For the multilateral development banks, we are requesting $1.7 billion in FY 1992 budget authority, up from $1.6 billion in FY 1991. This includes $1.1 billion in funding for the International Development Association, the soft-loan window of the World Bank, which provides concessionary financing to the world's poorest countries, as well as full funding for the European Bank for Reconstruction and Development and the other regional development banks. Our FY 1992 budget request also contains $12.2 billion in budget authority for the proposed increase in the US quota in the IMF, as provided for in the Budget Enforcement Act. This is to ensure that the fund has the resources necessary to fulfill its responsibilities as the world's principal monetary institution. In the Third World, IMF arrangements support market-oriented adjustment and underpin debt reduction operations in support of the Brady Plan. The Fund also has spearheaded economic reform in Eastern Europe and responded vigorously to assist countries seriously affected by the Persian Gulf crisis. In addition, we are seeking $250 million for voluntary contributions to international organizations including the UN Development Program ($115 million) and UNICEF [UN International Children's Emergency Fund] ($55 million).
Counter-narcotics Assistance
For the international narcotics control programs administered by the State Department, we are seeking $172 million, an increase of $22 million over FY 1991 levels. These funds serve as a critical element in motivating and assisting cooperative foreign governments to fulfill their narcotics control responsibilities. Over two-thirds of the increased funding requested for FY 1992 will support expanded programs in Latin America, with an emphasis on helicopters. Indeed, Latin American and regional aviation programs will absorb fully 80% of our total FY 1992 request.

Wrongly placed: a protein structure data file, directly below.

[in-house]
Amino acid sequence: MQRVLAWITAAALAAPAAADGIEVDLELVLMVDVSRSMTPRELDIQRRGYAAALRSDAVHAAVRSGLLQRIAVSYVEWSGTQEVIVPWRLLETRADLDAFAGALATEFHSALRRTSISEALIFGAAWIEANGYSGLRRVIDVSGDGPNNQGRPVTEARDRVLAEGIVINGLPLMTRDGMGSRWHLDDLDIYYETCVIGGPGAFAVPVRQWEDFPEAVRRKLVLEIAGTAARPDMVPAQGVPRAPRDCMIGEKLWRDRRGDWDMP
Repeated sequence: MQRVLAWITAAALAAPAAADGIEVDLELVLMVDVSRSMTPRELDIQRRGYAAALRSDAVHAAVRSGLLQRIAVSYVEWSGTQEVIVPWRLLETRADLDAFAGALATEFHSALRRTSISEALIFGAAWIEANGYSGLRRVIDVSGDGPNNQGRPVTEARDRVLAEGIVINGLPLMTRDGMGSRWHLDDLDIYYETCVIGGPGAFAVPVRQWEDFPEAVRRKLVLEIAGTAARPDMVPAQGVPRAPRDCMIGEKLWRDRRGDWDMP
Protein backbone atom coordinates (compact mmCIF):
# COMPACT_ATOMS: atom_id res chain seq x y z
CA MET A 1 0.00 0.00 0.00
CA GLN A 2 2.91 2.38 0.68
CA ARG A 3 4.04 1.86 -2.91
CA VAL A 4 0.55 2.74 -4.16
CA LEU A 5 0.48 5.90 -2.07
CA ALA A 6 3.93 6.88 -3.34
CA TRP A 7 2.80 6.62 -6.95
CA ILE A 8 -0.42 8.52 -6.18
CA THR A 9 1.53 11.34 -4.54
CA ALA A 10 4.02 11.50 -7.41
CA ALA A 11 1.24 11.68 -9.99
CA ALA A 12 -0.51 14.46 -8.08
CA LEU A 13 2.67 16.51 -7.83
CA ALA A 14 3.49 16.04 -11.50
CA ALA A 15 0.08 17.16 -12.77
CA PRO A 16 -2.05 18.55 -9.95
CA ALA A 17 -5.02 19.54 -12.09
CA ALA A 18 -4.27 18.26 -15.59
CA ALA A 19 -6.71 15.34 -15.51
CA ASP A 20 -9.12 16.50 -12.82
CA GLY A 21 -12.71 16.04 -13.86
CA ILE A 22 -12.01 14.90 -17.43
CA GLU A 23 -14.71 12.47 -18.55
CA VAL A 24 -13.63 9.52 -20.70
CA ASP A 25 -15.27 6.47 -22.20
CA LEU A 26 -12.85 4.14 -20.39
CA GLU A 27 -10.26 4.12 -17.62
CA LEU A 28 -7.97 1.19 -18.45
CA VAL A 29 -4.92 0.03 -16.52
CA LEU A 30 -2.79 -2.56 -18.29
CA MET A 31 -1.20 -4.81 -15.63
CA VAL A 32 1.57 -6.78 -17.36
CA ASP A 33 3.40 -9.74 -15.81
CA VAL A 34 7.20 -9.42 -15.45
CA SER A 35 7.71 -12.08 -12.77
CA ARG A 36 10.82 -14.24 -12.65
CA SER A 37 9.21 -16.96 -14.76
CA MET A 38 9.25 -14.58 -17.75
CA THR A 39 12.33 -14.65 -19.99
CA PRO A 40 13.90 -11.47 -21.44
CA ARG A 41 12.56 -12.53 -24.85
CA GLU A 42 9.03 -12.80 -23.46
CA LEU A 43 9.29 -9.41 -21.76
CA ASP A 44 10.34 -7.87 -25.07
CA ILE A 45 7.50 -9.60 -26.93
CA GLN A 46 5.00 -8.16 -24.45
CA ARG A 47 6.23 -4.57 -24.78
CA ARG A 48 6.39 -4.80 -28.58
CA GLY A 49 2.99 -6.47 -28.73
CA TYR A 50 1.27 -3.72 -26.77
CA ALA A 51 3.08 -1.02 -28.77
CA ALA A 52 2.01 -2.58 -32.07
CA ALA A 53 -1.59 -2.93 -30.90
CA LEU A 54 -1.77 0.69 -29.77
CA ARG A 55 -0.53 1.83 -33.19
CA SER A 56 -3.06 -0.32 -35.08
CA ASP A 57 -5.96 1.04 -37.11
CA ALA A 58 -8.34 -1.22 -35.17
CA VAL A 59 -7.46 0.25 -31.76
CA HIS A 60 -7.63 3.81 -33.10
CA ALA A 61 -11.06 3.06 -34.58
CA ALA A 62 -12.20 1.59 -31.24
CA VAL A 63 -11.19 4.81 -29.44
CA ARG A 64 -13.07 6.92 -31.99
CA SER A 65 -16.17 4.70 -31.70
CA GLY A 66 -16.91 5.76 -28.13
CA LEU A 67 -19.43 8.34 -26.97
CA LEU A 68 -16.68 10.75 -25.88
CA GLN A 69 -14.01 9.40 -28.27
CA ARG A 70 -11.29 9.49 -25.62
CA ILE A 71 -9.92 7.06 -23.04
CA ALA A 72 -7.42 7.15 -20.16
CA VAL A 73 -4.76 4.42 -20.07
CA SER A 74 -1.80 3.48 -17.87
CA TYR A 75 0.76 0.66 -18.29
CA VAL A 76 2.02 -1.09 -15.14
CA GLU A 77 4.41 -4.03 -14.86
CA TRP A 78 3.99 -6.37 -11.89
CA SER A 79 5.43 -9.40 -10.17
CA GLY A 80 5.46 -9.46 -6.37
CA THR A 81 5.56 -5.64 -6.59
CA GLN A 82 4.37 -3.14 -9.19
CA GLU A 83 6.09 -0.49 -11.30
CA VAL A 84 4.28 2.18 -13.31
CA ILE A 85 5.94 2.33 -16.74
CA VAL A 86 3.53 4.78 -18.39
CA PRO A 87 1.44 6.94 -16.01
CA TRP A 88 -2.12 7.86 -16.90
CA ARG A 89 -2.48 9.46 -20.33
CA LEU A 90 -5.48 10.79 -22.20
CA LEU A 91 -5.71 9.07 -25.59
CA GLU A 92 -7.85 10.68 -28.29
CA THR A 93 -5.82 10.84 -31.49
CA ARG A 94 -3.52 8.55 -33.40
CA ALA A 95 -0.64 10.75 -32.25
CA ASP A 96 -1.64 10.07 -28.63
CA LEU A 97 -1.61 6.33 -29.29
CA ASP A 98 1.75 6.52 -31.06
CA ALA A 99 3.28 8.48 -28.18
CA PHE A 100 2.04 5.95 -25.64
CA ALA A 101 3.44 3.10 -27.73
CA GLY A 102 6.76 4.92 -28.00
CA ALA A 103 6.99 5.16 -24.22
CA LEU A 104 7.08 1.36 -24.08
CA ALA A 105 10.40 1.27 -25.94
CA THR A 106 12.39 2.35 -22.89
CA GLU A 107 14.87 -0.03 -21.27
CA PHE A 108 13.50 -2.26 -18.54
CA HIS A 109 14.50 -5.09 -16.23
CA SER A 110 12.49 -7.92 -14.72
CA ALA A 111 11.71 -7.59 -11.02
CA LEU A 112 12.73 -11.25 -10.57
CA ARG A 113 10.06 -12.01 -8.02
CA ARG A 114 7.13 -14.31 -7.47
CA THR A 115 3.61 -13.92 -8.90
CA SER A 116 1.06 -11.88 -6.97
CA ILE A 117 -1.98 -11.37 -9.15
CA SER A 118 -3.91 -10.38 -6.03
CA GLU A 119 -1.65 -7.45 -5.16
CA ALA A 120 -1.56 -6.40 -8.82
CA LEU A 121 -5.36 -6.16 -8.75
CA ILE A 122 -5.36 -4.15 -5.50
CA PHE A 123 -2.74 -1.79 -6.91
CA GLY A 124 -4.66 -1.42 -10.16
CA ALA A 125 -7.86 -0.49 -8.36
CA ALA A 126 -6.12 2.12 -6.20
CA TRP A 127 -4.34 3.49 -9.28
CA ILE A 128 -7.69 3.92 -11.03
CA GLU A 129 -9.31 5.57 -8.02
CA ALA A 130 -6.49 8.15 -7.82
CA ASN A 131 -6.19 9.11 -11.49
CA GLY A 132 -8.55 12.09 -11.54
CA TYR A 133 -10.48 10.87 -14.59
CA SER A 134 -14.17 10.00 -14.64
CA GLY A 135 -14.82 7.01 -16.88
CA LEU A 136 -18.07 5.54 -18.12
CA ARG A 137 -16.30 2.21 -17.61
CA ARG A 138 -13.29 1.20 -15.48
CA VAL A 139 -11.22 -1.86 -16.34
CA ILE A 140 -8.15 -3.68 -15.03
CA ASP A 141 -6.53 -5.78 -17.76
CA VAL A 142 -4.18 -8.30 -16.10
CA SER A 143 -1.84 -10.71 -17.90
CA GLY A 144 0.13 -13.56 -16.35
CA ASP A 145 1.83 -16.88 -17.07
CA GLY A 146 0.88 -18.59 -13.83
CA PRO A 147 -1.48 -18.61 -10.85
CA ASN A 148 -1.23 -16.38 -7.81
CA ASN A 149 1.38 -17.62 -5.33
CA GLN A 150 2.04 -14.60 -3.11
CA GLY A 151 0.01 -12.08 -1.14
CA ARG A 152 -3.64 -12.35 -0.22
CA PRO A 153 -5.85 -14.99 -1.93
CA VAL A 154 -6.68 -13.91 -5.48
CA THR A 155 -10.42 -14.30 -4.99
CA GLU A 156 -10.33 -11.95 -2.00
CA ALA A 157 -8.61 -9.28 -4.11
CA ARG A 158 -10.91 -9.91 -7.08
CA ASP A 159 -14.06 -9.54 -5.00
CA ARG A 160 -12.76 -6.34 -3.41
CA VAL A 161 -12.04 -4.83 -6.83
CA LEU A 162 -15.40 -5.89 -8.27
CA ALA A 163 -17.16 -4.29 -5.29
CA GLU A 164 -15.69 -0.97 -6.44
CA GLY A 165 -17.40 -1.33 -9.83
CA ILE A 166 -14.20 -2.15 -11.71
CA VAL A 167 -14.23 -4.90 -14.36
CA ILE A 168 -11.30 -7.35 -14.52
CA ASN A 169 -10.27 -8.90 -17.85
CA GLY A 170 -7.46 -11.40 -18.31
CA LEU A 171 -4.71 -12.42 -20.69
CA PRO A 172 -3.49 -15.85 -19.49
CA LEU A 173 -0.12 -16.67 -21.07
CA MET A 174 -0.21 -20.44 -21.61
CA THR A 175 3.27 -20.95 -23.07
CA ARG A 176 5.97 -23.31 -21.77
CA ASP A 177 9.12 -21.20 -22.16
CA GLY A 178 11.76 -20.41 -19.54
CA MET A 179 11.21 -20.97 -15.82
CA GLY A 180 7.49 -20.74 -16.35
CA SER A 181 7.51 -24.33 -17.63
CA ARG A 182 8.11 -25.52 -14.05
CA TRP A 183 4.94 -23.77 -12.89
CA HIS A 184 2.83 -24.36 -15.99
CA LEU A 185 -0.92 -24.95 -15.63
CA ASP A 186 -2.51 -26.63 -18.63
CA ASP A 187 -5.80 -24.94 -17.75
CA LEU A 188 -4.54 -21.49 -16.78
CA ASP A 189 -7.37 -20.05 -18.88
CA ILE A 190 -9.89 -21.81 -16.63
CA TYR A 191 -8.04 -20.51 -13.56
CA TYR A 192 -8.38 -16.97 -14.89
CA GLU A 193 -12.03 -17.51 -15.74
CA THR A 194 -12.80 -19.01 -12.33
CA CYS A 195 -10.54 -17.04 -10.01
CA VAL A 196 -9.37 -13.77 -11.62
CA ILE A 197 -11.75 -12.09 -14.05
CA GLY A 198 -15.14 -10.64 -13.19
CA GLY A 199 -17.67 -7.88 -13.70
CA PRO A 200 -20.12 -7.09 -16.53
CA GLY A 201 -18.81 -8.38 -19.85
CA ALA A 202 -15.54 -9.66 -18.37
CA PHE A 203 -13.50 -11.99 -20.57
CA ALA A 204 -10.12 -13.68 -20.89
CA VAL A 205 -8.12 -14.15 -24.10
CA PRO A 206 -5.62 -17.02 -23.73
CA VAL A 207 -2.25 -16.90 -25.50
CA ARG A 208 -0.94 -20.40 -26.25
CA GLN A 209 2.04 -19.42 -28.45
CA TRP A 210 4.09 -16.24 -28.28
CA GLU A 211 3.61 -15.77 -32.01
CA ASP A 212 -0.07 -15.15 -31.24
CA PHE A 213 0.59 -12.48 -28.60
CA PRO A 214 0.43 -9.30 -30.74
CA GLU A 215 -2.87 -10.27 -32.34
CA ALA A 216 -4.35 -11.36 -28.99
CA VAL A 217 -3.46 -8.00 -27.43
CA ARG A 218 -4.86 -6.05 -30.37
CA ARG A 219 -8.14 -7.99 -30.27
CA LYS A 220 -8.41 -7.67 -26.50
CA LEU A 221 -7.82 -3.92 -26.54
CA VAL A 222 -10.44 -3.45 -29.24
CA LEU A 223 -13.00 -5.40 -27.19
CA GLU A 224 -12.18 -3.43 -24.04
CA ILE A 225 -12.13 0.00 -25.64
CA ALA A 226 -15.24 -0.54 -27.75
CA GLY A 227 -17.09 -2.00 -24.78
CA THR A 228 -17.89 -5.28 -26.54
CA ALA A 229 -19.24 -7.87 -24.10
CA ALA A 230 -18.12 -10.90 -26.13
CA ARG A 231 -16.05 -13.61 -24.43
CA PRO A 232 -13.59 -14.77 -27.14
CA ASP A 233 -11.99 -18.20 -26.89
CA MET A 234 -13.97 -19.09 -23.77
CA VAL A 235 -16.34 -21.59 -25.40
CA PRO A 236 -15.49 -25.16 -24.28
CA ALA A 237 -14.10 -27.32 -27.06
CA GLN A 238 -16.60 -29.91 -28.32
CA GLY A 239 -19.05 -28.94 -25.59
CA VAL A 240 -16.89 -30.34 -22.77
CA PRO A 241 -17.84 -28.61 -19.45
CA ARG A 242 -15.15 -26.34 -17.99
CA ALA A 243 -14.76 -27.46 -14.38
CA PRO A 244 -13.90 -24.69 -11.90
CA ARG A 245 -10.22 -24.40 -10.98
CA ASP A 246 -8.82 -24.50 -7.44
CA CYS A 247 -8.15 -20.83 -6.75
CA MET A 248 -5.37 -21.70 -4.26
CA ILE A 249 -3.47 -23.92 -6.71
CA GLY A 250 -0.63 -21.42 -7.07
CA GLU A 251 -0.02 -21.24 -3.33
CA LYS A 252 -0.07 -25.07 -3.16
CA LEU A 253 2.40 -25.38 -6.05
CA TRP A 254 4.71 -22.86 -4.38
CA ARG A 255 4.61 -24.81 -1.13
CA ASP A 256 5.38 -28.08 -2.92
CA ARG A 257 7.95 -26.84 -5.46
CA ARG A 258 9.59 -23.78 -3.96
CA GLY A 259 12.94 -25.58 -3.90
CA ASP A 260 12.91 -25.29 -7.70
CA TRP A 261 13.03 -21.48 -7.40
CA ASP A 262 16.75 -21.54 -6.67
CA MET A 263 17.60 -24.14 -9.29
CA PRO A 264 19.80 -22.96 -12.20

Refugees and Other Assistance Programs
The United States continues to play a pre-eminent role in addressing the plight of the world's refugees through our international assistance and domestic resettlement programs, as well as our diplomatic efforts in support of permanent solutions to refugee situations. For FY 1992, we are requesting $491 million for migration and refugee assistance, up from $486 million in FY 1991. For our refugee assistance programs overseas, we seek $233 million in FY 1992 funding, a $20-million increase over the FY 1991 level. These programs will continue to focus on basic life- sustaining activities for the most vulnerable groups and support lasting solutions through opportunities for voluntary repatriation and local integration. To finance refugee admission and resettlement, we seek $192 million in FY 1992 funding. This will cover the expenses of an estimated 120,000 refugees--about the same number as last year. Most refugee admissions will be from the Soviet Union and Vietnam, but there also will be admissions from Eastern Europe, Africa, Latin America, and the Near East. Family reunification will continue to be a priority, as will the resettlement of persecuted religious minorities and former political prisoners. In addition, we request $20 million to replenish the President's Emergency Refugee and Migration Assistance Fund, to enable us to respond to unforeseen refugee and migration needs world-wide. Another important component of our international development assistance request is our $200-million request for Peace Corps operating expenses. Thank you. We look forward to working with you and the members of this subcommittee in the coming months to mobilize the flexible resources we need to carry out our ambitious foreign affairs agenda. (###)